The Bonnaroo Music Festival in Manchester, Tenn., which will tee up its ninth edition June 10-13, has become the top grossing festival in North America and one of the biggest musical events in the world. On Tuesday, the Bonnaroo lineup was announced featuring such headliners as Kings Of Leon, Jay-Z, Dave Matthews Band, and Stevie Wonder. Jonathan Mayers, president of Superfly Presents, co-producer of Bonnaroo with A.C. Entertainment, spoke with Billboard about Bonnaroo 2010.

Tuesday was the big reveal, but I’m sure most of the heavy lifting was done some time ago in assembling this lineup.
Jonathan Mayers: We started programming in the summer, and by August we started making offers. That’s why you see me hanging out in the festival, my work’s hopefully done by then. I want to have as little responsibility as possible.

With the lineup, people may be looking for the “wow” bookings, but to me Bonnaroo is more the sum of its parts. But five years ago this might have been considered the riskiest Bonnaroo ever.
First off, you’re never gong to please everyone. The great thing is that people care. When people are debating music, that’s a good thing. To me the festival is all about not only presenting artists people know about, but turning people on to new artists. As a brand, we’ve got to continue to evolve and take chances and not be complacent, and I think everyone in our lineup makes sense and works within what our vision of Bonnaroo is. We’re really proud of the lineup and Bonnaroo feels just as strong as ever.

It has to be gratifying to watch Kings Of Leon move from a tent a few years ago to the main stage this year.
I get real excited when we start thinking of Bonnaroo as a great marketing platform that can really help artists get in front of a lot of different fans, even beyond the physical event, what happens those four days. How can we continue that conversation throughout the rest of the year? When we look at bands like Kings Of Leon, the fact they played the tent stage to maybe 1,000 people and now they’re headlining, that’s a really exciting thing. Hopefully that can happen more. I do think Bonnaroo has the power to help artists and artist development, and that’s the bigger vision.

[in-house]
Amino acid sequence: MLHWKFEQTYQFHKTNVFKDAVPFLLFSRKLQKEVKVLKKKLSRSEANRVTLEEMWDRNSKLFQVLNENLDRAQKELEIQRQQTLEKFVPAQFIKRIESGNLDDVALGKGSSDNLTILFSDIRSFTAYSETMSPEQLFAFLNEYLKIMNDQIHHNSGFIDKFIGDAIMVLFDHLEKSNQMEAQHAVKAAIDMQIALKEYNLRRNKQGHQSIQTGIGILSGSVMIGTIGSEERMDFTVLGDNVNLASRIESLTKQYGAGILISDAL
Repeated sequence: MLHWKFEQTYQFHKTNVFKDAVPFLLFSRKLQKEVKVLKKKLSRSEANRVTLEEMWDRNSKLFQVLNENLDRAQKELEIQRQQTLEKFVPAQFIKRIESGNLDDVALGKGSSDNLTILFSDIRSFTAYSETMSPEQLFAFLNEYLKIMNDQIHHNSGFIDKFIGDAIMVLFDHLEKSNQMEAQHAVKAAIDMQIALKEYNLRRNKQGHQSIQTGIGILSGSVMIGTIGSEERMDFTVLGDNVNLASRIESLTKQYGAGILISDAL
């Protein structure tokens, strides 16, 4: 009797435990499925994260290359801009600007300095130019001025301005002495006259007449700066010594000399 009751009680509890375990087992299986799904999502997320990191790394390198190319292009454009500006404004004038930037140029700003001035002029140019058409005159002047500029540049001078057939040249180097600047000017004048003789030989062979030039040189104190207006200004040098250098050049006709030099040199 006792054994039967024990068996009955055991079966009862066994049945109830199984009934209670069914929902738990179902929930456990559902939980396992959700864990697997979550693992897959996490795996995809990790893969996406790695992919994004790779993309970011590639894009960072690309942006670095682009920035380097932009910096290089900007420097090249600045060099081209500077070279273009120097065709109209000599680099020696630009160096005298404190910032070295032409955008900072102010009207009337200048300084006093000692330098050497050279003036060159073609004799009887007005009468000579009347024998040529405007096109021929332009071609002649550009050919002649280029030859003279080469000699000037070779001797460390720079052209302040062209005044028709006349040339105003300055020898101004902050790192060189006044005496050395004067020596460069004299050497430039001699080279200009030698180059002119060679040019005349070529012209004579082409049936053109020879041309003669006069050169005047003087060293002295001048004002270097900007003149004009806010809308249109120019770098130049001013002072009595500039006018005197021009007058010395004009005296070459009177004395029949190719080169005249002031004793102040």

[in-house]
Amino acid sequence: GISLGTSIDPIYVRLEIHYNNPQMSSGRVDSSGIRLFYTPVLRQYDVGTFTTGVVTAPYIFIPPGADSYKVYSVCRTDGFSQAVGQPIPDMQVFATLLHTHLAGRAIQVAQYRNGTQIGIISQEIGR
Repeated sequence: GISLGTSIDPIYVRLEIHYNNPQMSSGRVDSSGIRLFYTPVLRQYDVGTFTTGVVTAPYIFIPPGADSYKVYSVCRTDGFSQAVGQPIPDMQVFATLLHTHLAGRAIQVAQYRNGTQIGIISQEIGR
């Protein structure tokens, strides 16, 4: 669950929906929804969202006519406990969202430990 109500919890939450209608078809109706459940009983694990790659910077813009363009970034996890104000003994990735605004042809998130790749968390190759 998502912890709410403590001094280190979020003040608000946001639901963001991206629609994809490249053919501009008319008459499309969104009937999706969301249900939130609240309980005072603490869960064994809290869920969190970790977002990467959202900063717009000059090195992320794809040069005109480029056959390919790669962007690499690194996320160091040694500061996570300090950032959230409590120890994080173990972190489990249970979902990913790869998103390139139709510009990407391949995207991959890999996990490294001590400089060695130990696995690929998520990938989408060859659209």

Bonnaroo has also come to the point where when you book acts like Jay-Z or Stevie Wonder or Jamey Johnson, compared to Tool or Metallica in the past, you’re not shocking anybody now.
We are going to grow our event and brand by continuing to take risks. We can’t be the same place we were five years ago, where people can say “I’ve been there, I’ve seen that.” For the long term, taking risks will give us the ability to bring a lot more programming into the fold and expand what Bonnaroo means. But, hey, with risks you’re not going to make everyone happy, especially some of the people who were there from the beginning, but if you look at the artists, whether it’s Stevie Wonder or Jay-Z or Kings Of Leon, these are great artists with great music. And if you don’t like one particular act, there’s 10 other things going on.

The big rolls of the dice Bonnaroo did a few years back seem to have led to wider appeal.
You want it to keep evolving and growing, you want to work with different artists. We have to remember what is the core to what Bonnaroo means? I don’t think it was ever about “we’re just going to focus on one specific genre.” If we had done that I’m not sure Bonnaroo would still be relevant today.

In terms of talent, did you get most of what you wanted and are you satisfied with what you had to pay for it?
Well, I always like to pay less. But yeah. We got about 90% of what we wanted. There were a few acts that wanted to play the show. but because of all the different factors, whether it’s scheduling or the record was delayed, there were reasons they couldn’t. But I’m a believer that it works out the way it’s supposed to. If you put it out there and you’re talking to people and it doesn’t happen, well, it will happen when it’s meant to. There continues to be many artists that we want to check off the list to be part of the Bonnaroo experience, but there’s always next year and hopefully many years to come.